LandPaths is donating a conservation easement over its 400-acre Riddell nature preserve, located in a remote area west of Healdsburg, to the county open space district.

Donation of the conservation easement, which involves a pledge to maintain the property in its natural state and to restrict usage, will allow the nonprofit environmental group to develop plans for limited public access, according to LandPaths director Craig Anderson.

Anderson told Sonoma County supervisors on Tuesday that LandPaths would establish docent-led tours and develop two campsites at the preserve. LandPaths is conducting a fundraising effort to pay for road improvements at the site, which is reachable only by an unpaved section of Brack Road, off of West Dry Creek Road.

The Riddell Preserve is one of the few sites actually owned by LandPaths, a 30-year-old nonprofit that coordinates public access programs to open space properties, largely under contract with public and private agencies.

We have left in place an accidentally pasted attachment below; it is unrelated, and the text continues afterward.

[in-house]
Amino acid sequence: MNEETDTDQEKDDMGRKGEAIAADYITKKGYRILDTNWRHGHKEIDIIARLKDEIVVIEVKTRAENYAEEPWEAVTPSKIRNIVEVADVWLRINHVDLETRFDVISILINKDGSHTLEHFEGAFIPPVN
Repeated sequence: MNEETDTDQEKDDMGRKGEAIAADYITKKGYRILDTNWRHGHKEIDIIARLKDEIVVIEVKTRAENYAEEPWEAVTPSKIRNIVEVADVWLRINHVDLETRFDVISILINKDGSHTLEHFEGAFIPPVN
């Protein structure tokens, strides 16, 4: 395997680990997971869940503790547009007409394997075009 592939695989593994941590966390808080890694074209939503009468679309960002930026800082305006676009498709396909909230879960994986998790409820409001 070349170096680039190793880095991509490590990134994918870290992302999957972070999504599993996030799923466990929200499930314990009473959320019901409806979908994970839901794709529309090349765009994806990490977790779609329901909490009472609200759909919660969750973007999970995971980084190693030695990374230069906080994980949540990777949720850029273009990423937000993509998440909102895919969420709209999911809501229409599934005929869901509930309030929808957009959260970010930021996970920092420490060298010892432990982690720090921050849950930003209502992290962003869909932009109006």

"This is a different breed of cat. It is a nature-based property," Anderson said.

The property, consisting of oak woodlands, redwoods and open grasslands, was owned by the Riddell family for 40 years before it donated the land to LandPaths in April 2007. One of the deed restrictions required that LandPaths donate a conservation easement to a land conservation organization by 2012.

Development of cabins, campsites and hiking tours on the property will be limited under the conservation easement, said Sara Press, an associate planner for the Agricultural Preservation and Open Space District.

"It is challenging because you have to take a private road to get there and, hopefully, private donations (to LandPaths) will help us to get there," said Supervisor Paul Kelley, whose north county district includes the Riddell Preserve. "It is 400 acres in the midst of a spectacular area, but it is tough to get there."

You can reach Staff Writer Bleys W. Rose at 521-5431 or bleys.rose@pressdemocrat.com.